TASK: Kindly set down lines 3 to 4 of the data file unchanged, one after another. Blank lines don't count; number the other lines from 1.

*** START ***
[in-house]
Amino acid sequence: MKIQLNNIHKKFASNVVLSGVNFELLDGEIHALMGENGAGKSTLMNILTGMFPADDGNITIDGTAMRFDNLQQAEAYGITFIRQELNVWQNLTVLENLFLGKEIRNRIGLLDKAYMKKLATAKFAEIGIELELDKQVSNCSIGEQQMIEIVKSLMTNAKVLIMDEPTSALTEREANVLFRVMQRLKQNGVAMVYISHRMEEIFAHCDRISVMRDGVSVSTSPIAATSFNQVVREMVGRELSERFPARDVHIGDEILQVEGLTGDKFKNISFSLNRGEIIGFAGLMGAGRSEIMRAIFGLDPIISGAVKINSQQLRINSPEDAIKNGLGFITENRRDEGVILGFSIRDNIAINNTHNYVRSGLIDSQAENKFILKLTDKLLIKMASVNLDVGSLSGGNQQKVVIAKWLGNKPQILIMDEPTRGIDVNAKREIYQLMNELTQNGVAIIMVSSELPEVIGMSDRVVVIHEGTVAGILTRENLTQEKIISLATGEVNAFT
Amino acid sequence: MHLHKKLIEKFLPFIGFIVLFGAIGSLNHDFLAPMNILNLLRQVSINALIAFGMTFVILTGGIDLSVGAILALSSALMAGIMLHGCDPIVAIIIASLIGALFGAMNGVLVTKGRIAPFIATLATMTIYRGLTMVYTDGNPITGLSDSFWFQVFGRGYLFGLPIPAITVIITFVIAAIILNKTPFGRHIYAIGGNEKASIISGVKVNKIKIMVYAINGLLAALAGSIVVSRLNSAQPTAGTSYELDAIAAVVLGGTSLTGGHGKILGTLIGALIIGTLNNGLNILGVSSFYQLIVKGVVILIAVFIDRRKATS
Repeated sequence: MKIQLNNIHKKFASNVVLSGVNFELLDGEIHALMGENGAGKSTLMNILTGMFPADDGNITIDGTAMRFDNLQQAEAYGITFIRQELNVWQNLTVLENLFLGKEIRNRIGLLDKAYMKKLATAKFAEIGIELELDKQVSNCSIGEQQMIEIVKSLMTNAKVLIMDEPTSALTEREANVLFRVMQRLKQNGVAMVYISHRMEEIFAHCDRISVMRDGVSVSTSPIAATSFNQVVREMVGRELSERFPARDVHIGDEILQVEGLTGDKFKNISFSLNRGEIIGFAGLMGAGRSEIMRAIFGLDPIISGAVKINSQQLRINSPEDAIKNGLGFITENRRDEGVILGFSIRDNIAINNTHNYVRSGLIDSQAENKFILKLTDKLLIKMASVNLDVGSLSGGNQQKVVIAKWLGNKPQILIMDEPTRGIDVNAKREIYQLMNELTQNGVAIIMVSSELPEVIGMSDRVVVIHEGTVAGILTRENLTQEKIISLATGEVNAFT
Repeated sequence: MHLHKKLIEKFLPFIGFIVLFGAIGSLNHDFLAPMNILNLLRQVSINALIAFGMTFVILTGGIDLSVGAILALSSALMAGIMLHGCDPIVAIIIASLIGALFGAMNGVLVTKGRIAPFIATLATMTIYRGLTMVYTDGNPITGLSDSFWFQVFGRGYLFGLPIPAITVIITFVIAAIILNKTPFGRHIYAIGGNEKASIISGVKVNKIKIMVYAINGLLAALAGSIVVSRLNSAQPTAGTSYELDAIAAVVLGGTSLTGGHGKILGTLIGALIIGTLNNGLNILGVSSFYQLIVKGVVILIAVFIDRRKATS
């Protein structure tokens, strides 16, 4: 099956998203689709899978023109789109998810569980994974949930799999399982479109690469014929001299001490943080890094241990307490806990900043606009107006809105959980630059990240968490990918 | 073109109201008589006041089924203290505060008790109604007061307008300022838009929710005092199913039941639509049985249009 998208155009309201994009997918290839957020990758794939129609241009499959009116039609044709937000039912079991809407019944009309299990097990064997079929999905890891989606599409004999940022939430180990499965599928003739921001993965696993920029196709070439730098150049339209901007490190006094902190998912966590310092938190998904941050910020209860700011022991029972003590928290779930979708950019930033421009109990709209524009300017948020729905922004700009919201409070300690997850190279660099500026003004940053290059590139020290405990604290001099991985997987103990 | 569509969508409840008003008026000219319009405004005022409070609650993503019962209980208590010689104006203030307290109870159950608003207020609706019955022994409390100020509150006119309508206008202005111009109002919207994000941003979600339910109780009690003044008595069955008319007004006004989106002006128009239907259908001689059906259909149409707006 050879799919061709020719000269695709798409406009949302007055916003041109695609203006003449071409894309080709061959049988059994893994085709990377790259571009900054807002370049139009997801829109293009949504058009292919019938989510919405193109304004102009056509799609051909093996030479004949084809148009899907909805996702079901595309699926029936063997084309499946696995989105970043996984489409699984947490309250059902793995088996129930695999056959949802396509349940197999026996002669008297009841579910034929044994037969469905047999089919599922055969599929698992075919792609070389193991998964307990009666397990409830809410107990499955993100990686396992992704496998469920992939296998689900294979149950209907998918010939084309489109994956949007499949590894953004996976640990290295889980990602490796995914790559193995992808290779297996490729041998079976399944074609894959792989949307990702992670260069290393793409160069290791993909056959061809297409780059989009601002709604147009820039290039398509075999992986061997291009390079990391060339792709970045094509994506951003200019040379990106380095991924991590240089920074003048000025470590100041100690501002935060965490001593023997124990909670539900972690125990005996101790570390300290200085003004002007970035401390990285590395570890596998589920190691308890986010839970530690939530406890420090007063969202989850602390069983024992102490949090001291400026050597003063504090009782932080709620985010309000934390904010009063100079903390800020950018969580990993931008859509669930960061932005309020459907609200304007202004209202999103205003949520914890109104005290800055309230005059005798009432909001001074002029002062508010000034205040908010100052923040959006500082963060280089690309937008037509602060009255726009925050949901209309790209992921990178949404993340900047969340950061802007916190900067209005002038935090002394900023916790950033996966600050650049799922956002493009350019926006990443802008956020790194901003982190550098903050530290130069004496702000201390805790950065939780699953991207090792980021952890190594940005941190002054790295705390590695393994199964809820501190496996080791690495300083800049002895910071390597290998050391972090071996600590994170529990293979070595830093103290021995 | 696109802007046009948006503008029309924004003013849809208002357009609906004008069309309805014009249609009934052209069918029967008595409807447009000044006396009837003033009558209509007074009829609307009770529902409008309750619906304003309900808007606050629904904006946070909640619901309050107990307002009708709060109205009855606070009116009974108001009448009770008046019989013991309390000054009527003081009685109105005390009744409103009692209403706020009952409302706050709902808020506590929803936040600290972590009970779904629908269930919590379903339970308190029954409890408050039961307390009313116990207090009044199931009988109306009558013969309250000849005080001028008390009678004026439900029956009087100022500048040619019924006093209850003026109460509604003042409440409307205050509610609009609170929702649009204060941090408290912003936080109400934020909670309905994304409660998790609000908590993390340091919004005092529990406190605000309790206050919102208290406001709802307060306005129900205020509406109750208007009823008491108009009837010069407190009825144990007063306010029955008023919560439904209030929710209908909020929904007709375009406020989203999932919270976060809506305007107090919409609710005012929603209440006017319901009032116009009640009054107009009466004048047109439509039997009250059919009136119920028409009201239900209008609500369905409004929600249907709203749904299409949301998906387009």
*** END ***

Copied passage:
Amino acid sequence: MHLHKKLIEKFLPFIGFIVLFGAIGSLNHDFLAPMNILNLLRQVSINALIAFGMTFVILTGGIDLSVGAILALSSALMAGIMLHGCDPIVAIIIASLIGALFGAMNGVLVTKGRIAPFIATLATMTIYRGLTMVYTDGNPITGLSDSFWFQVFGRGYLFGLPIPAITVIITFVIAAIILNKTPFGRHIYAIGGNEKASIISGVKVNKIKIMVYAINGLLAALAGSIVVSRLNSAQPTAGTSYELDAIAAVVLGGTSLTGGHGKILGTLIGALIIGTLNNGLNILGVSSFYQLIVKGVVILIAVFIDRRKATS
Repeated sequence: MKIQLNNIHKKFASNVVLSGVNFELLDGEIHALMGENGAGKSTLMNILTGMFPADDGNITIDGTAMRFDNLQQAEAYGITFIRQELNVWQNLTVLENLFLGKEIRNRIGLLDKAYMKKLATAKFAEIGIELELDKQVSNCSIGEQQMIEIVKSLMTNAKVLIMDEPTSALTEREANVLFRVMQRLKQNGVAMVYISHRMEEIFAHCDRISVMRDGVSVSTSPIAATSFNQVVREMVGRELSERFPARDVHIGDEILQVEGLTGDKFKNISFSLNRGEIIGFAGLMGAGRSEIMRAIFGLDPIISGAVKINSQQLRINSPEDAIKNGLGFITENRRDEGVILGFSIRDNIAINNTHNYVRSGLIDSQAENKFILKLTDKLLIKMASVNLDVGSLSGGNQQKVVIAKWLGNKPQILIMDEPTRGIDVNAKREIYQLMNELTQNGVAIIMVSSELPEVIGMSDRVVVIHEGTVAGILTRENLTQEKIISLATGEVNAFT